Local author Scharer has cooked up a wonderful debut novel about Vogue model turned renowned photographer Lee Miller, and her passionate affair with the artist Man Ray in 1930s Paris. Told in interweaving timelines of 1930s Paris and war-torn Europe during WWII, this sensuous, richly detailed debut brings Lee Miller-- a brilliant and pioneering artist --out of the shadows of a man's legacy and into the light.
On the Come Up, Angie Thomas
Angie Thomas' debut novel, The Hate U Give, has now been on the New York Times bestseller list for 100 weeks, and been turned into a critically-acclaimed movie (like, really critically acclaimed: it's at 97% on Rotten Tomatoes). That's an impossible act to follow. But follow it Thomas will, with On the Come Up. The main character, 16-year-old Bri, wants to be one of the greatest rappers of all-time, but there is plenty standing in her way, including but not limited to a looming eviction notice for her family. This is an ode to hip-hop, a story about fighting for your dreams, and how freedom of speech isn't always free, especially for young black people.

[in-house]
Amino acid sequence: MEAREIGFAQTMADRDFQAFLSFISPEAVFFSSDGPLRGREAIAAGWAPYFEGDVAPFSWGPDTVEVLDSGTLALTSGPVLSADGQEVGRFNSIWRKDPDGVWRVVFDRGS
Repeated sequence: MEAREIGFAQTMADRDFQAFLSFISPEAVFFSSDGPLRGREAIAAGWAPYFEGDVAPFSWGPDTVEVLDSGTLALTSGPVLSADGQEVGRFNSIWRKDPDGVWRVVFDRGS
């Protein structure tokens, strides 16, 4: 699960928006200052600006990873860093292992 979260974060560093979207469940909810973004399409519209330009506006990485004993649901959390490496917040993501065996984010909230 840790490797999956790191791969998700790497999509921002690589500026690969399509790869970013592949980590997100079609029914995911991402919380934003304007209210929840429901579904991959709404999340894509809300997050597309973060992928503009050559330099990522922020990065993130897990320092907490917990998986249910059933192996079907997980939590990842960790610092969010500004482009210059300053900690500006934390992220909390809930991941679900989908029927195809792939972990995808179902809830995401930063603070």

If We Can Keep It: A Brief, 300-Year History of the Fall of the Republic, Michael Tomasky
We live in politically polarizing times. In this book, Tomasky -- who writes for the New York Times, the Daily Beast and the New York Review of Books -- combines data with analysis to tackle how our nation broke apart and how we can fix it. Some of the topics he addresses in his 14-point agenda for political fixes are gerrymandering, ranked-choice voting, expanding the House of Representatives, and expanding civics education. This is a well-thought and well-researched politics book, which is often hard to find.